Question #7da3f

1 Answer
Oct 16, 2016

Here's how you can do that.


The idea here is that you can use the fact that rubidium, #"Rb"#, has two naturally occurring isotopes to figure out the percent abundance of the second isotope.

Since the element has two naturally occurring isotopes, their respective percent abundances must add up to give #100%#. This means that the percent abundance of the second isotope is

#100% - 72% = 28%#

Now, the average atomic mass of an element is calculated by taking the weighted average of the atomic mass of its stable isotopes.

Simply put, each isotope will contribute to the average mass of the element proportionally to its abundance.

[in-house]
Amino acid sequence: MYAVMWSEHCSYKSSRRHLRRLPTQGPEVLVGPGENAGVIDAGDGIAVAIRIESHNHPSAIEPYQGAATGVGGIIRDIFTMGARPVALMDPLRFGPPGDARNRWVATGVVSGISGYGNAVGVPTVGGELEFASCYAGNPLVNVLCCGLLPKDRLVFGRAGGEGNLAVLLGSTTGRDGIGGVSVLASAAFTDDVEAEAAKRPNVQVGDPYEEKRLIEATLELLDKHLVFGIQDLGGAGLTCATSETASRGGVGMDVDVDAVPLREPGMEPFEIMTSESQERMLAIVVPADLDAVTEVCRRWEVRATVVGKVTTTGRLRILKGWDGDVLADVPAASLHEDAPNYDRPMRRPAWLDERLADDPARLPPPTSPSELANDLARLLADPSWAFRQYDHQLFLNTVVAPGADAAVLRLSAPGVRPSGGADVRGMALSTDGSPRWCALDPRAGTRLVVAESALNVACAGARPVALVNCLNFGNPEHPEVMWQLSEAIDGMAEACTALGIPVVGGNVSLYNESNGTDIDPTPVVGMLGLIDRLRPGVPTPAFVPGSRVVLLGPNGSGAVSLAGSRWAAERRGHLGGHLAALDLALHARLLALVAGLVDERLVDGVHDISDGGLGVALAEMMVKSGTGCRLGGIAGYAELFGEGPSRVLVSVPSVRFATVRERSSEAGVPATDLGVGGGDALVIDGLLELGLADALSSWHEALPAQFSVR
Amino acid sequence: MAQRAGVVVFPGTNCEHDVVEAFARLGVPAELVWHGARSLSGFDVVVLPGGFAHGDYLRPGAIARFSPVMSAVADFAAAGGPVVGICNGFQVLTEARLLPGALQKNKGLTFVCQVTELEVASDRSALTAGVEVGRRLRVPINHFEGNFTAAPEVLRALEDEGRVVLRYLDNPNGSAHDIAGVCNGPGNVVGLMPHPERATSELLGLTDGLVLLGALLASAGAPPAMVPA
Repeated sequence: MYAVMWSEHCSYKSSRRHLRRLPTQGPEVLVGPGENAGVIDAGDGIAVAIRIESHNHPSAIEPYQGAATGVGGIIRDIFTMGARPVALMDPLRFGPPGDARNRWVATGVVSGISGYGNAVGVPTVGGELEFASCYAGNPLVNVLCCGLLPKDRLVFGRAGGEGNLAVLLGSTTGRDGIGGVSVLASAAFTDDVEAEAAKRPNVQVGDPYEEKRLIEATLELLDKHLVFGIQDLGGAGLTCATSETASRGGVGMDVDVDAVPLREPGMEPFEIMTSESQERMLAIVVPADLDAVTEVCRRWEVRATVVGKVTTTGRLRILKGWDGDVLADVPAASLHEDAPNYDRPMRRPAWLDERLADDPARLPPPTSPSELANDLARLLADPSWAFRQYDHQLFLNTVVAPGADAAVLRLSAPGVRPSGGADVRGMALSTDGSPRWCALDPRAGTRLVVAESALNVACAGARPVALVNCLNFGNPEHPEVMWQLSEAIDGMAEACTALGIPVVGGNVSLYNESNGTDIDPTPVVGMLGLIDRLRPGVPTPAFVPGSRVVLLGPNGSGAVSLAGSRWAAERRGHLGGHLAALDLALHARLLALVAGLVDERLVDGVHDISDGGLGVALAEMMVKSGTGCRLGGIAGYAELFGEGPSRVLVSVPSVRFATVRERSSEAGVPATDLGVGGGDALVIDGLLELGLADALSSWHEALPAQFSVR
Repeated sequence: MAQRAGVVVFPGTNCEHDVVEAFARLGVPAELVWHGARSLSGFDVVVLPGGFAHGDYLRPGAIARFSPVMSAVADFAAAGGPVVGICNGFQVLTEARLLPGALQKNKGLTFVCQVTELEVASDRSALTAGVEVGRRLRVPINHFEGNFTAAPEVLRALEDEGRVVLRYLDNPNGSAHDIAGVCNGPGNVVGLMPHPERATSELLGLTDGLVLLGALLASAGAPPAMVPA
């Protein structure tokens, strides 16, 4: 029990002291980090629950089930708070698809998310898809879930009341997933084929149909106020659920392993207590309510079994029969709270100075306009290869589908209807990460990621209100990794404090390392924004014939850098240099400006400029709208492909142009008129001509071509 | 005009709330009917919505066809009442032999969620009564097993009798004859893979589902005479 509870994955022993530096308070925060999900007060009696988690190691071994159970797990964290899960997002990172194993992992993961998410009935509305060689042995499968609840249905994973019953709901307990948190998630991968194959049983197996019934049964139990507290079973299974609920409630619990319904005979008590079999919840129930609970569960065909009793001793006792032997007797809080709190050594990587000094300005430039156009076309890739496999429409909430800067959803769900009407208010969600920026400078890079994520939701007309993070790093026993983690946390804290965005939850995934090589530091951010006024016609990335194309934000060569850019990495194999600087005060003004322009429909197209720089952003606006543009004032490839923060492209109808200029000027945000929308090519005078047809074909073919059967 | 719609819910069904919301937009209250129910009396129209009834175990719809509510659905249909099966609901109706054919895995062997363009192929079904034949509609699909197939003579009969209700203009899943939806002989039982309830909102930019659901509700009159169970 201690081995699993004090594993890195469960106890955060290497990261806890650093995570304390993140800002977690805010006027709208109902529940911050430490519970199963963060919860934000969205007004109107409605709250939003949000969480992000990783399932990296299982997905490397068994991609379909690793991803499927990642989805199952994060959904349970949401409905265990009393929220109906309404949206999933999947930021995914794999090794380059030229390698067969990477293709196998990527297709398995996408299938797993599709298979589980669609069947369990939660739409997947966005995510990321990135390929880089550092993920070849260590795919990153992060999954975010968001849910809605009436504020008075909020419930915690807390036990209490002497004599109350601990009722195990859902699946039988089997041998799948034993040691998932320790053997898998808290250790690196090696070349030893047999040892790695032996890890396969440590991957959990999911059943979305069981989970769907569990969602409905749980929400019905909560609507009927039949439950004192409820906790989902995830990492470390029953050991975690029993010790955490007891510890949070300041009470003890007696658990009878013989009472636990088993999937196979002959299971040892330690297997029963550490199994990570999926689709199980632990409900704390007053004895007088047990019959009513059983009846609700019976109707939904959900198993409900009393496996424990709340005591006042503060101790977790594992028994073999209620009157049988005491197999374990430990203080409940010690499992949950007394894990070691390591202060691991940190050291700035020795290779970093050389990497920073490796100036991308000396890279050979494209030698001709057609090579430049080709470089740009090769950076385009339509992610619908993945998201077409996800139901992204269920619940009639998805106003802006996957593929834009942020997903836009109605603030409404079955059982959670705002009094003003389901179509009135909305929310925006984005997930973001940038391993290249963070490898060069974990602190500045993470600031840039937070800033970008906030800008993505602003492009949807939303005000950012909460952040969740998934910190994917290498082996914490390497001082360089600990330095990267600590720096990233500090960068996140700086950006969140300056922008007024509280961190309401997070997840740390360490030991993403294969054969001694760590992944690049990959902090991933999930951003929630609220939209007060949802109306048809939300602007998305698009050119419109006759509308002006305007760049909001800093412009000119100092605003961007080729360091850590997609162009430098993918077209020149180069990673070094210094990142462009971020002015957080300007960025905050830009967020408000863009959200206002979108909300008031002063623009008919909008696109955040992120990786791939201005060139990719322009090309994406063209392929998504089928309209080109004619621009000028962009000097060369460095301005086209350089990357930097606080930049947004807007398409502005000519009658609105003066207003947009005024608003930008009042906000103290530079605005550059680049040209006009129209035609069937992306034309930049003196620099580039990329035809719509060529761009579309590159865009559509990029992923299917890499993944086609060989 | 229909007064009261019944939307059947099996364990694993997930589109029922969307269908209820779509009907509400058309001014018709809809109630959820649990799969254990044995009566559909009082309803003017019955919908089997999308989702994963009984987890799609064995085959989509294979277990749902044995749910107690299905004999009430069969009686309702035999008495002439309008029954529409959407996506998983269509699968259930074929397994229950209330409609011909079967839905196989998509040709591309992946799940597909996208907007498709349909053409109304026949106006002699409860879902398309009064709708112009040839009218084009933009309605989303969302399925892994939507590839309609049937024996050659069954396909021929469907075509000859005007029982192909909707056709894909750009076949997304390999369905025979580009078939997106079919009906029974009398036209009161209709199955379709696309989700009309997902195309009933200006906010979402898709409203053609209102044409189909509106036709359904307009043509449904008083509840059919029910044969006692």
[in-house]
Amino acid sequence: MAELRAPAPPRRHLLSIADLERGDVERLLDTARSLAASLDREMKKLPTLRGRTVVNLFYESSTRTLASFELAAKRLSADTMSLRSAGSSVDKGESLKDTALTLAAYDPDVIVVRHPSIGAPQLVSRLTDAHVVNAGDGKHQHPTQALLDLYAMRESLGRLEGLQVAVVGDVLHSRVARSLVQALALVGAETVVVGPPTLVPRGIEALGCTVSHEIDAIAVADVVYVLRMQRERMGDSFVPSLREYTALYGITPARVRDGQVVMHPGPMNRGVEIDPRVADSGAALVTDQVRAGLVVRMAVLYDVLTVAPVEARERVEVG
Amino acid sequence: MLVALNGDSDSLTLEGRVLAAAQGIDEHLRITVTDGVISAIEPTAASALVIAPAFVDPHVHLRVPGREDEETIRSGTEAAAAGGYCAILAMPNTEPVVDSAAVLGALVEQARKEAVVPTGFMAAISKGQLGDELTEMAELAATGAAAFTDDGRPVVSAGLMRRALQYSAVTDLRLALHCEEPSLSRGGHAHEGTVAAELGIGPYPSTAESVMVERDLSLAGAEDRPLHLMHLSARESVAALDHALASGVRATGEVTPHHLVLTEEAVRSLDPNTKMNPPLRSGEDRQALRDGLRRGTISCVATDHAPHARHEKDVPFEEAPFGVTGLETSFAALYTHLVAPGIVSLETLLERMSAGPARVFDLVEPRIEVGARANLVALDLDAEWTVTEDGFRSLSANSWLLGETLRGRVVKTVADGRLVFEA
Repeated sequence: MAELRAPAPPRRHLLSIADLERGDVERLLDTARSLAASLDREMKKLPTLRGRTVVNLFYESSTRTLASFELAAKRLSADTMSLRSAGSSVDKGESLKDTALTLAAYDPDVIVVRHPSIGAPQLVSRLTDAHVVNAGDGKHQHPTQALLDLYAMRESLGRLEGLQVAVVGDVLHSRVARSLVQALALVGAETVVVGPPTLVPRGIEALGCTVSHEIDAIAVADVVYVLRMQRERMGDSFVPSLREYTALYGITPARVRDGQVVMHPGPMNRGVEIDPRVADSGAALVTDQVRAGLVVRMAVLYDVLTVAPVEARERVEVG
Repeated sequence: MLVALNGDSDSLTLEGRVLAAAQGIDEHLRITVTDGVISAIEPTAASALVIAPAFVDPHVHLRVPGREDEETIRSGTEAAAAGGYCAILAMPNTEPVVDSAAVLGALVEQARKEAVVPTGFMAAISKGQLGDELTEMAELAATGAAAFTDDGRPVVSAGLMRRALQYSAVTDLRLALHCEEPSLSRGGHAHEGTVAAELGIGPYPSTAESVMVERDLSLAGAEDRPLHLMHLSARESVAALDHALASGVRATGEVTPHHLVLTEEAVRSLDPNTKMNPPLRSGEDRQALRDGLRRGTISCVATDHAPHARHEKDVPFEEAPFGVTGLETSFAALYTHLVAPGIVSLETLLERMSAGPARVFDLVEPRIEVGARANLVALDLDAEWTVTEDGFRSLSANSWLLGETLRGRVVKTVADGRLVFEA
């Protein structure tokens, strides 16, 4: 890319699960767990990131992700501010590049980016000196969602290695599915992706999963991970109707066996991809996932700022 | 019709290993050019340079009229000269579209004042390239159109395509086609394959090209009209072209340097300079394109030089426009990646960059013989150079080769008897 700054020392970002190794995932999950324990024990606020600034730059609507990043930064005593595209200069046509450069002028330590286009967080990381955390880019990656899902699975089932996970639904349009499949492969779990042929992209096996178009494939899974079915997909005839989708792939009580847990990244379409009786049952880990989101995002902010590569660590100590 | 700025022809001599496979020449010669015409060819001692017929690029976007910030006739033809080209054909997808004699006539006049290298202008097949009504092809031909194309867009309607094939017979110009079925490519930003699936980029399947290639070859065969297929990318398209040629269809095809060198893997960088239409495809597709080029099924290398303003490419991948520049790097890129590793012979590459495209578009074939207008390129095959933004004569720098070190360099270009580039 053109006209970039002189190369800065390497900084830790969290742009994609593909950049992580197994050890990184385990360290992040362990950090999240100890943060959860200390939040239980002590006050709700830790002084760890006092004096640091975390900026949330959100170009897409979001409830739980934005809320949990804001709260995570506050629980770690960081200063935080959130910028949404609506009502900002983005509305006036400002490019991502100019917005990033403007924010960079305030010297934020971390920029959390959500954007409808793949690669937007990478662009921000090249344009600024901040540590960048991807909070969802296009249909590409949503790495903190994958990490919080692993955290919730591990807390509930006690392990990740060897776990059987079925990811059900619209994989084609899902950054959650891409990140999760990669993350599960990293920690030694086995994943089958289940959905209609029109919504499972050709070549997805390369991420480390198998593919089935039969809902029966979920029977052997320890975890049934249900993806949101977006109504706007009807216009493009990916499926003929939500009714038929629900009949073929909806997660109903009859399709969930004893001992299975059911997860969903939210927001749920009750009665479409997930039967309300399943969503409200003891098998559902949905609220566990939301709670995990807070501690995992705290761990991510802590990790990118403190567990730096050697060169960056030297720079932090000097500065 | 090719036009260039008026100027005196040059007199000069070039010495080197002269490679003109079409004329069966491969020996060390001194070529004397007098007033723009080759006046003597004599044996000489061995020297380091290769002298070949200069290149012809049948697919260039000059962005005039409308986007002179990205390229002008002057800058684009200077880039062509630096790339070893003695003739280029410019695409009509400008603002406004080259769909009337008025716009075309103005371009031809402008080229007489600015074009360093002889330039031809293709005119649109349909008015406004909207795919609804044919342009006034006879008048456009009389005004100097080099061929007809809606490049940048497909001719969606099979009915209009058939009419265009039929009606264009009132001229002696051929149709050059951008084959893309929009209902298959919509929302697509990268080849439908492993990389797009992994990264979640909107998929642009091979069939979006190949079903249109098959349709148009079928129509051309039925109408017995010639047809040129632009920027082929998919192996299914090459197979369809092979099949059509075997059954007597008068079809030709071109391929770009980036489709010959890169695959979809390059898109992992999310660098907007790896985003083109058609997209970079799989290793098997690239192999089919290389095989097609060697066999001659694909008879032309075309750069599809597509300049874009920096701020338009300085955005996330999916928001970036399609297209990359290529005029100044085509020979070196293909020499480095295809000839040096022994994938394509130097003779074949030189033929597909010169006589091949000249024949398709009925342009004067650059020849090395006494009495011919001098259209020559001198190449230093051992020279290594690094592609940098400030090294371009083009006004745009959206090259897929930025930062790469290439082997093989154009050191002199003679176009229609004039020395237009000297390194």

#color(blue)(bar(ul(|color(white)(a/a)"avg. atomic mass" = sum_i "isotope"_i xx "abundance"_icolor(white)(a/a)|)))#

Keep in mind that the above equation uses decimal abundances, which are simply percent abundances divided by #100%#.

So, you know that the average atomic mass of rubidium is #"85.47 u"# and that one of its isotopes has an atomic mass of #"85 u"#. This means that you can write

#85.47 color(red)(cancel(color(black)("u"))) = overbrace(85color(red)(cancel(color(black)("u"))) xx (72color(red)(cancel(color(black)(%))))/(100color(red)(cancel(color(black)(%)))))^(color(darkgreen)("contribution from first isotope")) + overbrace(?color(red)(cancel(color(black)("u"))) xx (28color(red)(cancel(color(black)(%))))/(100color(red)(cancel(color(black)(%)))))^(color(purple)("contribution from second isotope"))#

All you have to do now is find the value of #'?'#.

#85.47 = 85 xx 0.72 + ? xx 0.28#

This gets you

#? = (85.47 - 85 xx 0.72)/(0.28) = 86.68#

You should keep track of sig figs here and round the answer to #87#, i.e. rounded to two sig figs, but I'll leave it rounded to four sig figs.